Who's Afraid of Andrew Sarris? (Maybe Mike Nichols Should Be)

Who's Afraid of Andrew Sarris? (Maybe Mike Nichols Should Be)

Clip Job: an excerpt every day from the Voice archives.

July 28, 1966, Vol. XI, No. 41


By Andrew Sarris

"WHO'S AFRAID OF VIRGINIA WOOLF?" (at the Criterion and Loew's Tower East) has been hailed by some critics as a daring adventure for Jack Warner a dazzling vindication of Elizabeth Taylor and still another directorial coup for Mike Nichols. The movie isn't all that good, but it's reasonably entertaining and effective within certain limitations, some evitable and some inevitable. Why Jack Warner should be applauded for bringing a Broadway hit to the screen is a bit beyond me.

I certainly won't hold my breath until "The Zoo Story" and "The American Dream" materialize on the screen as further manifestations of Jack Warner's addiction to the Theatre of the Absurd. From a Hollywood standpoint, "Virginia Woolf" is no more daring a venture than "My Fair Lady," especially with Elizabeth Taylor and Richard Burton providing box-office insurance. Indeed, Mike Nichols was probably hampered somewhat by the studio's reluctance to tamper with a pre-tested property, not to mention Broadway's traditional scorn for any liberties taken with the sacred text of a play. Ernest Lehman's screenplay is so timidly faithtful to the original that the additions are matters of microscopic analysis. We have come a long way since the 1929 credits for the Pickford-Fairbanks "The Taming of the Shrew," to wit PLAY BY WILLIAM SHAKESPEARE -- ADDITIONAL DIALOGUE BY SAM TAYLOR. The pendulum has swung so far in the other direction that there was never any serious question of a major infidelity to Edward Albee's original text. Consequently many of the flaws in the film have been transcribed in all their intactness from the stage.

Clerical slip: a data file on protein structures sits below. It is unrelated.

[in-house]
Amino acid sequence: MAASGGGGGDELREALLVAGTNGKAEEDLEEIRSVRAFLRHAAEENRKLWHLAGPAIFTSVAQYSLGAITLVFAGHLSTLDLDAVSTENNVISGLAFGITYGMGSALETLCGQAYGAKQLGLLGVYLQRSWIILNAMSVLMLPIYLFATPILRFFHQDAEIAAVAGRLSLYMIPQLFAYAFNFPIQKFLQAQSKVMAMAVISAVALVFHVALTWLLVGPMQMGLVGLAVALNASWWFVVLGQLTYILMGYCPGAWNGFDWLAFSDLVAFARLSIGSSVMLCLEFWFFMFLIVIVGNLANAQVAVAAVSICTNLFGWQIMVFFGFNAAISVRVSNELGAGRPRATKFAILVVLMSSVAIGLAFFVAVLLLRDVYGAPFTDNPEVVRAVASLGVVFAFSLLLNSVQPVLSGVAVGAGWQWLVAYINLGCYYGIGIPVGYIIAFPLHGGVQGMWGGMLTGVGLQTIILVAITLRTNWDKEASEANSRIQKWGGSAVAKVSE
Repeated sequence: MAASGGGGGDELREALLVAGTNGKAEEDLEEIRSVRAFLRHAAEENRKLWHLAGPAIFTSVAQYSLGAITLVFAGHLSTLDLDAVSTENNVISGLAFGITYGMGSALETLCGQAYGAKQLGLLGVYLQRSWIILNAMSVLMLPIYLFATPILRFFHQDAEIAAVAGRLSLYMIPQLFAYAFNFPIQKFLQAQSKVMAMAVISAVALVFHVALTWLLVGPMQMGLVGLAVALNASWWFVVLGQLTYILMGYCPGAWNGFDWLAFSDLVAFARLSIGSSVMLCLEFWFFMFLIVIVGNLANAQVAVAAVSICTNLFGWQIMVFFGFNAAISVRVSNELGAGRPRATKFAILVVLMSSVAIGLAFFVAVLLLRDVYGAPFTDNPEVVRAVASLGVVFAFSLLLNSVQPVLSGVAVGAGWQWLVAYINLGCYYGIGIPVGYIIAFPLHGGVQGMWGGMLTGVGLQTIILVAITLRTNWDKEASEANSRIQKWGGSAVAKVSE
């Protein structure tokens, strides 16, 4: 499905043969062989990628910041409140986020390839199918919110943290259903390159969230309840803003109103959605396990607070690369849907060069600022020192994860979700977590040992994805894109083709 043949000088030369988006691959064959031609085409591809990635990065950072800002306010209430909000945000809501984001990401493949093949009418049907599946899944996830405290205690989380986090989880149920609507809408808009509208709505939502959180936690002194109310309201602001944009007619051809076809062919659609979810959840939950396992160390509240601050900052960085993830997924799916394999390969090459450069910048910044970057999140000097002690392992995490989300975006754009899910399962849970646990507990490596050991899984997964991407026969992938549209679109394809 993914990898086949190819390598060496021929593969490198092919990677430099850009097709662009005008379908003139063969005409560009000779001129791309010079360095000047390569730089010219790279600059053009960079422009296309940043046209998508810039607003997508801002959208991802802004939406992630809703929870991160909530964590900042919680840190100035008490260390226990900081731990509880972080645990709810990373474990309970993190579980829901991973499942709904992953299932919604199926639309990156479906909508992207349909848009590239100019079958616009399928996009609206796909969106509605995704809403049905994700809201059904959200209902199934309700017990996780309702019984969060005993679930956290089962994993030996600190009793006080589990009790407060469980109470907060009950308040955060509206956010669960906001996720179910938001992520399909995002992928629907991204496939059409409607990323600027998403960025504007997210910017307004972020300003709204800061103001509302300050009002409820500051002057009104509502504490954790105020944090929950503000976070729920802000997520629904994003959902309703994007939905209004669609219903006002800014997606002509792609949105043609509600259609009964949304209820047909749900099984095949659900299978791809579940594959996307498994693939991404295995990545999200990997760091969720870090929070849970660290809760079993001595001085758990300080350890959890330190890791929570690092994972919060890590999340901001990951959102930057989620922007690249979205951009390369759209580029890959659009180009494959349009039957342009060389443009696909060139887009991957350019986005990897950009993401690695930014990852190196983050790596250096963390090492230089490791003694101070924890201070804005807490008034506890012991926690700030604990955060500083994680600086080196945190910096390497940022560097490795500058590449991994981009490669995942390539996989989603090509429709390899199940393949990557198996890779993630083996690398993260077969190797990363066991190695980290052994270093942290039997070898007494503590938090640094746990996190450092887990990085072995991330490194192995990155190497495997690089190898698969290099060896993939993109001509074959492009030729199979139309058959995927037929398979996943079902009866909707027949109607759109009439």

As it happens, "Who's Afraid of Virginia Woolf?" is a brilliant play about Living and a bad play about Life. Albee is at his best in dramatizing the existential problem of survival through a night of drinking and divulging, and it is no accident that the best moment in the movie is Richard Burton's quiet pronouncement: "The party's over." Even Haskell Wexler's overheated camera rises to the occasion with a reflectively lofty angle of weary compassion. Where Albee goes bad is in projecting his familial fantasies as marital realities. The notion of the imaginary child is too elaborate a conceit for people whose total existence is rendered by a scream in the night. There is no yesterday or tomorrow in Albee's theatre, only a neurotic now of masks and metaphors and masquerades and tinkling symbols.

By contrast, Eugene O'Neill's "Long Day's Journey Into Night" is as weak with the rhythm of Living as it is strong with the resolution of Life. We endure the numbness of O'Neill's Now for the sake of the grandeur of his Then and After, and it is the last line of the last act that redeems all that has gone before. With Albee, the third act of "Virginia Woolf" degenerates into hysterical charades which can be vulgarized by middlebrow audiences into the conventional pieties. "You couldn't have children of your own?" George Segal asks solicitously. "Aha!" the audience responds. "That's what all this yelling is about. They really love each other very much, but they can't have children. No, it's not just that. Their yelling is really a form of communication. To show they're alive. That's what it all means."